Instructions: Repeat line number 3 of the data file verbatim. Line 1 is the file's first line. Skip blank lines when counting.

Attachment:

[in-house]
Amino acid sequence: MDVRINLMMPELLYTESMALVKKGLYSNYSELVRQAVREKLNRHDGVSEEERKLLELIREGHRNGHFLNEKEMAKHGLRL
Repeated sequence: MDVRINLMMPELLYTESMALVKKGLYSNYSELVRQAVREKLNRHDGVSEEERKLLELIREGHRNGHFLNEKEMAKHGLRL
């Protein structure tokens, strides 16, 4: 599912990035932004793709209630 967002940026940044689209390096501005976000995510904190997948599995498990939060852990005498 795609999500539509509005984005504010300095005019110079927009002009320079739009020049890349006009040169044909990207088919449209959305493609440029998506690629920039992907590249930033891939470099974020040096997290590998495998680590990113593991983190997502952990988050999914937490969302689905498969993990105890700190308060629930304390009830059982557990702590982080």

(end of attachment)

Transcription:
Repeated sequence: MDVRINLMMPELLYTESMALVKKGLYSNYSELVRQAVREKLNRHDGVSEEERKLLELIREGHRNGHFLNEKEMAKHGLRL